Category Archives: Sketchbook

  1. 01.14.13
    Peter Nencini’s “Beginnings”

    We’ve been known to practically beg designers to put their sketchbooks on view for the world to see. But with one of our favorite London-based graphic designers, Peter Nencini, it was much easier than that. Nencini’s sketchbook is basically an open browser window: For nearly five years, the designer has been running one of our favorite inspiration blogs, where among the uncovered gems, he periodically posts direct source material, drawings, schematics, and studies for new work. Nencini trained as an illustrator and says drawing is what comes most naturally to him, even though his work has ranged from designing sets for television to creating amazing found object heirlooms for Partners & Spade to collaborating with wife Sally, a fashion designer, on embroidered and appliquéd upholstery.

  2. 07.13.11
    Walter van Beirendonck and Erwin Wurm’s Performative Sculptures

    There are plenty of obvious reasons that Austrian artist Erwin Wurm, in preparation for his summer solo show at Antwerp’s Middelheim museum, would have invited Belgian fashion designer Walter van Beirendonck to engage in a collaborative project: Both are known for blurring the line between fashion and sculpture, both deal with notions of space and volume as they relate to the human body, and neither is one to shy away from the grand gesture. Wurm says he’d long been a fan of van Beirendonck’s work before the pair batted ideas back and forth for their new “Performative Sculptures” series, essentially five people hired to walk around the museum garden wearing giant headless costumes made of tutu tulle. But there are also not-so-obvious similarities that led the two artists to this apex, including the amusing — if coincidental — point that they both failed their art-school entrance exams. Wurm had spent his youth wanting to be a painter, but was rejected from the painting department at the Academy of Fine Arts in Vienna and consigned to the sculpture program instead; while he now works across many mediums, he’s best-known for his One-Minute Sculptures, in which he directs someone to pose with a bucket on his head, or a shirt tented over his body, only long enough for Wurm to snap a photo. They’re a kind of precursor to his work with van Beirendonck, who for his part failed to get accepted to Antwerp’s Royal Academy on his first try — he had to spend a preparatory year polishing his drawing skills before going on to become one of the school’s biggest stars. Van Beirendonck’s professional hiccup certainly had less of a transformative effect than Wurm’s did, but his talent for illustration has been an integral part of his process ever since, which is why Sight Unseen asked his studio for the drawings behind the “Performative Sculptures” series as a way of visualizing how the idea evolved.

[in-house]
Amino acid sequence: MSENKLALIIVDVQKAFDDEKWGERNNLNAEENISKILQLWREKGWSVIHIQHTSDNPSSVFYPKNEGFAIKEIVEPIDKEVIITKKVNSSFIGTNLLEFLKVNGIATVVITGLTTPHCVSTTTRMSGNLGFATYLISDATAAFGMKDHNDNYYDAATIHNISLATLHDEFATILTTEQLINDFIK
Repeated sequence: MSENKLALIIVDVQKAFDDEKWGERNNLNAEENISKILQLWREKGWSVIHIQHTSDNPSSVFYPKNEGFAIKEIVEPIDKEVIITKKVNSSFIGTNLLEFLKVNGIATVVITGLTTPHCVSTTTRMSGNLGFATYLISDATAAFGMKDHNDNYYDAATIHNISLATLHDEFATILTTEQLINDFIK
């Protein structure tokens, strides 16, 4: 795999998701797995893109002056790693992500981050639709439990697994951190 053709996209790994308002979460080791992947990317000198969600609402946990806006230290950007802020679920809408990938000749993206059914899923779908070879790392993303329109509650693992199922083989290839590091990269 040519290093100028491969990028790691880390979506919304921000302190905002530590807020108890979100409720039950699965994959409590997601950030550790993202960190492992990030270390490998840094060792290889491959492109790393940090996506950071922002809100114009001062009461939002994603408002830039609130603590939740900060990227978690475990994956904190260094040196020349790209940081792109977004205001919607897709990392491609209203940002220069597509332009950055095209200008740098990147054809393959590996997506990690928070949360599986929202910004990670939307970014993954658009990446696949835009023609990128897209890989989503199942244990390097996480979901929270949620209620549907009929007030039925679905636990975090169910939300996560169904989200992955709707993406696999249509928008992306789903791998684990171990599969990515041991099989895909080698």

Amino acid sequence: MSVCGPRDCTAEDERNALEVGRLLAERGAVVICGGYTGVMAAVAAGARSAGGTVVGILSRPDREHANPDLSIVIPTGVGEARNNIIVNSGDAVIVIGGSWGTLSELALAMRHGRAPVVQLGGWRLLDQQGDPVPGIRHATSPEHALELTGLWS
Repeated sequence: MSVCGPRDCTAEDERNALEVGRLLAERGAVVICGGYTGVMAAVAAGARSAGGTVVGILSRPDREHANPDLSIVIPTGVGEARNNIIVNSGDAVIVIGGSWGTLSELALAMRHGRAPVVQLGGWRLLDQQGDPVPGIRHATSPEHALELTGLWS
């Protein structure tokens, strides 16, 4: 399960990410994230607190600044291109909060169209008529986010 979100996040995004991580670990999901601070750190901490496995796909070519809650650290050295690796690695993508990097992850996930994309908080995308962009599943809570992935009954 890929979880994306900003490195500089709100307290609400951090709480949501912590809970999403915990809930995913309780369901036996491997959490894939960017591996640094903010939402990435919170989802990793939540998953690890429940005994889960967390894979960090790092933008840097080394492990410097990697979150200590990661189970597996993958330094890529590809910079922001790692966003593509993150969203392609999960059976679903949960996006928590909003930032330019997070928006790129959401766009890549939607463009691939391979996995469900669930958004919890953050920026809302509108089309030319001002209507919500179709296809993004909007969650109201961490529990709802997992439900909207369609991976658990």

3. 03.26.10
    Benjamin Graindorge, Product Designer

    Benjamin Graindorge really wants to design a fireplace. But here’s the problem: When he tries to draw fire, it tends to end up looking like water. You can tell it’s fire because it’s yellow or orange, he thinks, but once he makes the flames brown or green or black, well, not so much. “When I find a way to represent it with another color, I think then I’ll be able to move on to the real object,” he muses. Clearly, drawing is an instrumental part of the young Parisian designer’s process. In fact, most of his objects don’t even start off as ideas, they start as swirls of color and form: “The first stage of my work is only a nebula, without humans or objects.”

  4. 11.03.09
    Dominic Wilcox, Designer

    Life presents us with countless problems on a daily basis, some common (how to communicate with someone who speaks a different language; how to toast drinks while maintaining eye contact) and some decidedly less so (how to pop a balloon without waking the baby). Dominic Wilcox addresses a full range of everyday conundrums on his website Variations on Normal, which he uses as a kind of instant sketchbook for expressing his ideas at the moment of inspiration.

  5. 11.03.09
    Dan Attoe, Artist

    Dan Attoe makes a drawing a day. And when I say a drawing, I mean a drawing that comprises many detailed parts, creating an explosive, Mark Lombardi–style map. “For seven years I completed a painting every weekday,” the Portland, Oregon–based artist writes in his statement. “Now I do daily drawings.”